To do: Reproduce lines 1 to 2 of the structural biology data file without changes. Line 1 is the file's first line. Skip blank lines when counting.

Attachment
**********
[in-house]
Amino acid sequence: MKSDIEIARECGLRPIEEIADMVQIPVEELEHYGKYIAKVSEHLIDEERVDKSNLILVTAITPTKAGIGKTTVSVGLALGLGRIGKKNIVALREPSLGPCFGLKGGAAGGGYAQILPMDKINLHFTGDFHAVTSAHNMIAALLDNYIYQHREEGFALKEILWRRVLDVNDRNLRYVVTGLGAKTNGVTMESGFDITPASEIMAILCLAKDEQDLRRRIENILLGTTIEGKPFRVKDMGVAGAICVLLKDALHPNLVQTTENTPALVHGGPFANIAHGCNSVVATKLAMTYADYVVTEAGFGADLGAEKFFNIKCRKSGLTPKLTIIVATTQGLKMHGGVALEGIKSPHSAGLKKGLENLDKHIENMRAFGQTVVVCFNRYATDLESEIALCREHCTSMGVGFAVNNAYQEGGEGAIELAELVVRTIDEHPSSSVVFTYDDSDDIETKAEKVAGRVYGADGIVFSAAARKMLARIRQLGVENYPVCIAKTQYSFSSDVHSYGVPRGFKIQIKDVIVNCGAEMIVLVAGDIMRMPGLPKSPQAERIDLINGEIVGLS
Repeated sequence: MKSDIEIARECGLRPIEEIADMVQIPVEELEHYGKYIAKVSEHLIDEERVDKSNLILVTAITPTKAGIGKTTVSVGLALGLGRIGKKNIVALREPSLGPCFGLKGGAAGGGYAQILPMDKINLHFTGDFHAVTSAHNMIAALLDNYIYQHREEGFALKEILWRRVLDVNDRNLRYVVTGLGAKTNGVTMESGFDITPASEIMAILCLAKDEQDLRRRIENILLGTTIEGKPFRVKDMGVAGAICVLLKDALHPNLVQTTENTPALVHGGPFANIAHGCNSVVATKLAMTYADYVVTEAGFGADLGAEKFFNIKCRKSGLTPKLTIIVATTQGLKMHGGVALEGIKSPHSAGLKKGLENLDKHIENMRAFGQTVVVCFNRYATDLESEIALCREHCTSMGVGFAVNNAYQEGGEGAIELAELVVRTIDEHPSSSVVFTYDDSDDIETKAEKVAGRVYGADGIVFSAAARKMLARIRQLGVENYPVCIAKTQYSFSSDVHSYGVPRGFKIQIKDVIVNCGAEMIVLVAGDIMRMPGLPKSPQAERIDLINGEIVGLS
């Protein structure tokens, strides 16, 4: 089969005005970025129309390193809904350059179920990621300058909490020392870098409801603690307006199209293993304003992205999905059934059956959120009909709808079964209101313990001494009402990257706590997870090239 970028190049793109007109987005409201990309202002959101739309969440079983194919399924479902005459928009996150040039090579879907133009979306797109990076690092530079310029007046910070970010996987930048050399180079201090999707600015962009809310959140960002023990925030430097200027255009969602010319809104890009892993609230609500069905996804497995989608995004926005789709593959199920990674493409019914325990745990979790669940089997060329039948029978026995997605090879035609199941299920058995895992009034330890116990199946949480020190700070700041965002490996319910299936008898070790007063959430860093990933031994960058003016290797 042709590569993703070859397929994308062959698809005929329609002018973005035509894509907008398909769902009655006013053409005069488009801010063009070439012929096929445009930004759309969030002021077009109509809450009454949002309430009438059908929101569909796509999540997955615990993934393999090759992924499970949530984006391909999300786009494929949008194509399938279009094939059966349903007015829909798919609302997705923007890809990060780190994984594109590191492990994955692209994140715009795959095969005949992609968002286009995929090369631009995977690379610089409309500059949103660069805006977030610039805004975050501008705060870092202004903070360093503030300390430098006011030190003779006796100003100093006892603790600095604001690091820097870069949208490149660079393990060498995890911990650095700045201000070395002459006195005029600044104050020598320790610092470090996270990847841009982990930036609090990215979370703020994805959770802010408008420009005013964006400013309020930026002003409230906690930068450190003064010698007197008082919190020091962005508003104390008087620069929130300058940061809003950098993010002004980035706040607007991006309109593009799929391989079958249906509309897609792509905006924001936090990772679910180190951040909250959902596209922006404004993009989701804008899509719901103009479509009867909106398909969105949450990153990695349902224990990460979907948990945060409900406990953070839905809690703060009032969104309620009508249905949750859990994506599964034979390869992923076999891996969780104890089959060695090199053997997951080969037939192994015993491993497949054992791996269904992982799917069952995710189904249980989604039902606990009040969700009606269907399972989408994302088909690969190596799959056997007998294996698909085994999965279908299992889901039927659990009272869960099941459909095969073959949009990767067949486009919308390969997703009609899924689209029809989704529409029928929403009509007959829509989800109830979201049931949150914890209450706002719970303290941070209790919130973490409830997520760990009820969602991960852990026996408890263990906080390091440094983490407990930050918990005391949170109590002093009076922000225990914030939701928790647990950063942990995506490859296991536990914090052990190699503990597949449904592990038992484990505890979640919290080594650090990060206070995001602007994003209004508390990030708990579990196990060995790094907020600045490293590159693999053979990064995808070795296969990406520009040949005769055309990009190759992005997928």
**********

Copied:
[in-house]
Amino acid sequence: MKSDIEIARECGLRPIEEIADMVQIPVEELEHYGKYIAKVSEHLIDEERVDKSNLILVTAITPTKAGIGKTTVSVGLALGLGRIGKKNIVALREPSLGPCFGLKGGAAGGGYAQILPMDKINLHFTGDFHAVTSAHNMIAALLDNYIYQHREEGFALKEILWRRVLDVNDRNLRYVVTGLGAKTNGVTMESGFDITPASEIMAILCLAKDEQDLRRRIENILLGTTIEGKPFRVKDMGVAGAICVLLKDALHPNLVQTTENTPALVHGGPFANIAHGCNSVVATKLAMTYADYVVTEAGFGADLGAEKFFNIKCRKSGLTPKLTIIVATTQGLKMHGGVALEGIKSPHSAGLKKGLENLDKHIENMRAFGQTVVVCFNRYATDLESEIALCREHCTSMGVGFAVNNAYQEGGEGAIELAELVVRTIDEHPSSSVVFTYDDSDDIETKAEKVAGRVYGADGIVFSAAARKMLARIRQLGVENYPVCIAKTQYSFSSDVHSYGVPRGFKIQIKDVIVNCGAEMIVLVAGDIMRMPGLPKSPQAERIDLINGEIVGLS